Wednesday, September 30, 2020

A Pleasing Aroma

I know lots of people are into essential oils nowadays. For me, I love candles. I always have. I am blessed because of where I live, that it only takes me an hour to travel up I-91 to Yankee Candle’s flagship store in South Deerfield, MA. It is a wonderful place! On top of that, it is only an extra thirteen minutes to get to Bernardston, MA, where Kringle Candle has a factory store. Both places are candle-lovers paradises.

I like to match the scent to the season. In the spring, perhaps it’s Meadow Showers – the scent of fresh raindrops on blades of green grass. In summer, I enjoy Lilac Blossoms – the smell of an alluring grove of lavender, white and deep purple lilacs. It reminds me of my childhood home on Brattle Street in Holden, MA, and my next door neighbor Mr. Naptin’s amazing lilacs, the scent of which drifted into my upstairs bedroom window on summer days. Or, it could be Beach Walk – the scent of refreshing salt water and sea musk warmed with sunny notes of tangerine and orange blossom. When fall begins, it is time for Autumn Embers – a mix of apple, spice, and a touch of smoky firewood. Maybe even some Whipped Pumpkin Spice – creamy milk blended with pumpkin and spices and sweetened with maple. Of course, as we close in on Christmas I always have a jar of Balsam and Cedar going – aromatic cedar wood and juniper berry blended together in a fresh forest scent. Today, I think of my mom’s love of birch trees and I am burning Silver Birch – the scent of Siberian Pine, Clove, Eucalyptus, Pine, and Patchouli.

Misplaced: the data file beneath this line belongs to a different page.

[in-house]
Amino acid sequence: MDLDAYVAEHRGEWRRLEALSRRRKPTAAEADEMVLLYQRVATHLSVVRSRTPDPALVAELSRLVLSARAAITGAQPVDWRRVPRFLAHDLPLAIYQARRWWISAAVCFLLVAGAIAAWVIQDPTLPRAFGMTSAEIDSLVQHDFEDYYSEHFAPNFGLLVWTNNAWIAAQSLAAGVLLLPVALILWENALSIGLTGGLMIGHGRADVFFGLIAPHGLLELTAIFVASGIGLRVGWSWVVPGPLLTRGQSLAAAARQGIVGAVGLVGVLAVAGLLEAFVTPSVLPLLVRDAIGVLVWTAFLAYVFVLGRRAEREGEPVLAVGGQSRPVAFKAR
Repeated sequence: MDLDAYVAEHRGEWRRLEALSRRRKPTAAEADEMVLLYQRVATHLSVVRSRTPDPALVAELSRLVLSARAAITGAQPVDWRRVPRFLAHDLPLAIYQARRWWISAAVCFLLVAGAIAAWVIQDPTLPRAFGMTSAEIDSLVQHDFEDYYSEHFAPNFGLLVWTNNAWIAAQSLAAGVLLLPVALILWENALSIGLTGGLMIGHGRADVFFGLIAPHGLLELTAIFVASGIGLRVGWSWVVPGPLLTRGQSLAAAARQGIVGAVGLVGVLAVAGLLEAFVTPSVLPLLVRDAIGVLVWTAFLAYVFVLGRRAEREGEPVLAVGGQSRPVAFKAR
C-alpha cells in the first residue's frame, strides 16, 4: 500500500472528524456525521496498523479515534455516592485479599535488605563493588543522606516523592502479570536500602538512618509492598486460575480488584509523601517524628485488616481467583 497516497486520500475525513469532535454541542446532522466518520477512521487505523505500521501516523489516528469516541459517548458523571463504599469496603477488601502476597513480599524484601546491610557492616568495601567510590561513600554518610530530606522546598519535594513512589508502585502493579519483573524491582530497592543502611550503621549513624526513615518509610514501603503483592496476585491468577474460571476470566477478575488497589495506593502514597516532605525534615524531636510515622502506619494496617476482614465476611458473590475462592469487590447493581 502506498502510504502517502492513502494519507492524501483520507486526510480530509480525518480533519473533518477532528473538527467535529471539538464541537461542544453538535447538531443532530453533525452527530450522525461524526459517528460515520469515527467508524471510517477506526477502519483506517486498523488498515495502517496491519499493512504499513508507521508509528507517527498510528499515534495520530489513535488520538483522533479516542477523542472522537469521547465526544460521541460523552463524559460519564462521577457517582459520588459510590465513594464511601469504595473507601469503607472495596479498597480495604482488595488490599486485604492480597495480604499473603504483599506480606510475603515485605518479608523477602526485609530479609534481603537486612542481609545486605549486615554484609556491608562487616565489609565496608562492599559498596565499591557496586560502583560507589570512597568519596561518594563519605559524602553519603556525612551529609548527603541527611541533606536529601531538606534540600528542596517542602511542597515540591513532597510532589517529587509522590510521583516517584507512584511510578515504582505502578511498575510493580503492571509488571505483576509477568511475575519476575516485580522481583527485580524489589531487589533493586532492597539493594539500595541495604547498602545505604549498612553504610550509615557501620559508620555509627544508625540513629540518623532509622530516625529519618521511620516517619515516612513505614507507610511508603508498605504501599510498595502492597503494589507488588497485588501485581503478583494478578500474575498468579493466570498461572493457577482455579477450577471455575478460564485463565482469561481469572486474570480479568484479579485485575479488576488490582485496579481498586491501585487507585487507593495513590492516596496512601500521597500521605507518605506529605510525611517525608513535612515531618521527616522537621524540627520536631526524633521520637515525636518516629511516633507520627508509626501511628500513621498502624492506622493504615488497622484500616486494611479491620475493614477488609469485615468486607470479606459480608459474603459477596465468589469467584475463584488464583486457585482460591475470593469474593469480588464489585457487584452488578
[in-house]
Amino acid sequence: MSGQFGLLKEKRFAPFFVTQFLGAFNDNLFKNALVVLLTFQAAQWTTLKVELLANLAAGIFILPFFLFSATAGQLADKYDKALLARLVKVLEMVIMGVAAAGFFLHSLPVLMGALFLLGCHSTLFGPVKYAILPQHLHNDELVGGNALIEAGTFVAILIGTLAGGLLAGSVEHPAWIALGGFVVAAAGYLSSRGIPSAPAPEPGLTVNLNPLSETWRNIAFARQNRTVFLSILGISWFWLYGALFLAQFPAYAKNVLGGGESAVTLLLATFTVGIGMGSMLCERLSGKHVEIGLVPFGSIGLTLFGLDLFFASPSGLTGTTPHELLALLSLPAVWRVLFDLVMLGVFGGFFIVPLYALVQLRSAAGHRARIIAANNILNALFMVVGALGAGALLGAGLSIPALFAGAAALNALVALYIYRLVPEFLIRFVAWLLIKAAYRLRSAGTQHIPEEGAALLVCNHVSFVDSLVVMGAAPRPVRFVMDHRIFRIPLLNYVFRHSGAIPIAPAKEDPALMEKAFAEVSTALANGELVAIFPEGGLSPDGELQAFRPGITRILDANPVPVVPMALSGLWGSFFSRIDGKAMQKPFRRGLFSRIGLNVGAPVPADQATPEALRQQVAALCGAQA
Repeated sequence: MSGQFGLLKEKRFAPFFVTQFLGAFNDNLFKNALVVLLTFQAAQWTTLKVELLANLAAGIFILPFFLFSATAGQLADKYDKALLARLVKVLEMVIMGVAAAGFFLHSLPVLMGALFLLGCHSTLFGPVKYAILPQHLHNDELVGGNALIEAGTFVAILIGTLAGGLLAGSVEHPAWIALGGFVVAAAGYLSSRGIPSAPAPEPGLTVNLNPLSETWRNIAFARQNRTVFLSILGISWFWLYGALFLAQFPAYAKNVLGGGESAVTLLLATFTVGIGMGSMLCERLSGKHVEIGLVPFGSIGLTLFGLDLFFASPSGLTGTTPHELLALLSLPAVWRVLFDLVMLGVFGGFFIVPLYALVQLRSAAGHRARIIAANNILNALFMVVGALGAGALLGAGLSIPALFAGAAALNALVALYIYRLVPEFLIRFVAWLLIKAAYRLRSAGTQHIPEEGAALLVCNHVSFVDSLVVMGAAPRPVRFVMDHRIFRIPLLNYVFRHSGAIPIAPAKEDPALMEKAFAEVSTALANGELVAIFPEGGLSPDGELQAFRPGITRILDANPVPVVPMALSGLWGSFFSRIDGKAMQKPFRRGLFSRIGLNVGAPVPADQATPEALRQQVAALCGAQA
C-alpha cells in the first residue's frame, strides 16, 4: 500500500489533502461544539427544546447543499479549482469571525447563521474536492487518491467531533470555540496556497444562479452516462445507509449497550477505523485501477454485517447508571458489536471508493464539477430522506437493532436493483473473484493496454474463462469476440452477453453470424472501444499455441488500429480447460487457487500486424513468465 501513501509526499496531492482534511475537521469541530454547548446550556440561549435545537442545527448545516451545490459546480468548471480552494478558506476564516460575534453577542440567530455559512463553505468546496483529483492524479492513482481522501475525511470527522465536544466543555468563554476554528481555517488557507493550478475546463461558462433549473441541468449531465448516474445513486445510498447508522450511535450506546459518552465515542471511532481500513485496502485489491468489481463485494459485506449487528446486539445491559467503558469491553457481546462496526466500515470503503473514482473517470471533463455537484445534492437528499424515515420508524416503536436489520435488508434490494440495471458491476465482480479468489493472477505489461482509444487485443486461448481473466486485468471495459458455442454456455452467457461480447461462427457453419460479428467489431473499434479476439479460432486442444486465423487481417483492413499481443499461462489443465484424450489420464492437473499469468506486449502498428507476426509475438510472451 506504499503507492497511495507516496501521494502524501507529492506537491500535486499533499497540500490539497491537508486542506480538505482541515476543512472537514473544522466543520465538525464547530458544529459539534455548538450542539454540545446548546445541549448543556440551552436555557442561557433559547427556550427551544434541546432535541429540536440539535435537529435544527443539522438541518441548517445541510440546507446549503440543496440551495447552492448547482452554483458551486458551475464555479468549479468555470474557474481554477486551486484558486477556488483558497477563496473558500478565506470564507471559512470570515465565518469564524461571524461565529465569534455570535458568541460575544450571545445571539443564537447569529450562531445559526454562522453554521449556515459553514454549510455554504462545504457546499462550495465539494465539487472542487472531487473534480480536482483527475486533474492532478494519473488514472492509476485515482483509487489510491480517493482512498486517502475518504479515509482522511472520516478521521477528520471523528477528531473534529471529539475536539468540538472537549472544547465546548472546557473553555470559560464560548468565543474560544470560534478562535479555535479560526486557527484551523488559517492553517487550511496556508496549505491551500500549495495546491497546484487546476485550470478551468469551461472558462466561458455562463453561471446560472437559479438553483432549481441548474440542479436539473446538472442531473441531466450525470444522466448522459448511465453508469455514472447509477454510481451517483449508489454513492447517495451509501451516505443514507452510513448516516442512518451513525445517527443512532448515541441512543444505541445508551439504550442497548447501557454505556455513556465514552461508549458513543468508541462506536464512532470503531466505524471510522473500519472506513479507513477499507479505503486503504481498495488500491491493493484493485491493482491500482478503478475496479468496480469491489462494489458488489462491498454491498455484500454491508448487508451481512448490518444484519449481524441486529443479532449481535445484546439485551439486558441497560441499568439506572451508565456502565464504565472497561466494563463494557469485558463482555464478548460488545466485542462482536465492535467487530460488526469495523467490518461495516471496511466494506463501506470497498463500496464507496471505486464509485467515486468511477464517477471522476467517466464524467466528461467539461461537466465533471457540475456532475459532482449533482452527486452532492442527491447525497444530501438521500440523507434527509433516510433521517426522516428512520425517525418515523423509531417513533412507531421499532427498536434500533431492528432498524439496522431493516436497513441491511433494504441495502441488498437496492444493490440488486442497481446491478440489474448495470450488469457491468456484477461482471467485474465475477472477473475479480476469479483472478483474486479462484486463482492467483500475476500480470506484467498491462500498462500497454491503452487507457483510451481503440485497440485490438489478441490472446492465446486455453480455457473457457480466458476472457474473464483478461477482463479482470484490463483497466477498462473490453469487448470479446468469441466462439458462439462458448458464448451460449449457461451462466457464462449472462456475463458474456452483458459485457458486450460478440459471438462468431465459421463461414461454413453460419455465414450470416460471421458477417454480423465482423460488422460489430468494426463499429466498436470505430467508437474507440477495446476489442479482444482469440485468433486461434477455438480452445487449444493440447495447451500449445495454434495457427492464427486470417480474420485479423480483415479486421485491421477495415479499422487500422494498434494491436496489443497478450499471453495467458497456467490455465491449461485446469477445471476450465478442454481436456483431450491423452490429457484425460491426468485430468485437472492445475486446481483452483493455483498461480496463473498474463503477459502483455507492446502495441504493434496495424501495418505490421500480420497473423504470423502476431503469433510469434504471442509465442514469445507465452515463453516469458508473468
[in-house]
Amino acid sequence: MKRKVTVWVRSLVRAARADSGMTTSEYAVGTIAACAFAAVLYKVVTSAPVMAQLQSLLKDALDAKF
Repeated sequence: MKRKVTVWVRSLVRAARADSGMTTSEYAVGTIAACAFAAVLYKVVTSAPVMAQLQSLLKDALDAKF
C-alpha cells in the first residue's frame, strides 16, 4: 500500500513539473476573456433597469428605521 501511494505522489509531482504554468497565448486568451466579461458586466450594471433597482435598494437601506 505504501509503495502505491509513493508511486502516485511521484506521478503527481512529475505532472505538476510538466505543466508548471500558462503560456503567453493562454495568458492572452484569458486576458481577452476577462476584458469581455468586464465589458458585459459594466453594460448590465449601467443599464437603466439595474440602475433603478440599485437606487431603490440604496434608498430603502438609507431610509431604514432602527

As I enjoy my candles, it always reminds me of the incense burned in the Temple and how important it was to worshiping God. The altar of incense was made of acacia wood and overlaid with gold. In Exodus, God Himself even gave the recipe for making the incense and stipulated that no other incense ever be burned on the altar.

In Psalm 141, David writes, “Accept my prayer as incense offered to you, and my upraised hands as an evening offering” (Psalm 141:2). Incense, then, is seen as a symbol of prayer. As the smoke arises upward, so too does our offering of prayer ascend to God. In Leviticus, God mentions how sincere offerings are “…a special gift, a pleasing aroma to the Lord” (Leviticus 1:9). The fact that the incense was always burning means that we should always pray. “Pray without ceasing” (1 Thessalonians 5:17; KJV).

The next time you light a candle or use some essential oil, may it remind you of how much the Lord enjoys the sweet smelling aroma of our prayers. And remember, prayer is always in season.      


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